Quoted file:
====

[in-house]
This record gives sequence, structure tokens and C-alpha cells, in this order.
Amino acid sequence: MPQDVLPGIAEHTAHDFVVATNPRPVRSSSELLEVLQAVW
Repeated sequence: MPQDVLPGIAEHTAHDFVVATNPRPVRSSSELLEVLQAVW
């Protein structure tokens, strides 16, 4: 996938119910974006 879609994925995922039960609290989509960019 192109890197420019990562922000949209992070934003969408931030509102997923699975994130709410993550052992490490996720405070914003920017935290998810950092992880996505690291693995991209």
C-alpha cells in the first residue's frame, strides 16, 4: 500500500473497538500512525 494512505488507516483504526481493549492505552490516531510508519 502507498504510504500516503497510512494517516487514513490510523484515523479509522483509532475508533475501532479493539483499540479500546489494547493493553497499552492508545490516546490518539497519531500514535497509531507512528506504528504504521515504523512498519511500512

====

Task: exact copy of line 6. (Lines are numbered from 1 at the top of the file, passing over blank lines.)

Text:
C-alpha cells in the first residue's frame, strides 16, 4: 500500500473497538500512525 494512505488507516483504526481493549492505552490516531510508519 502507498504510504500516503497510512494517516487514513490510523484515523479509522483509532475508533475501532479493539483499540479500546489494547493493553497499552492508545490516546490518539497519531500514535497509531507512528506504528504504521515504523512498519511500512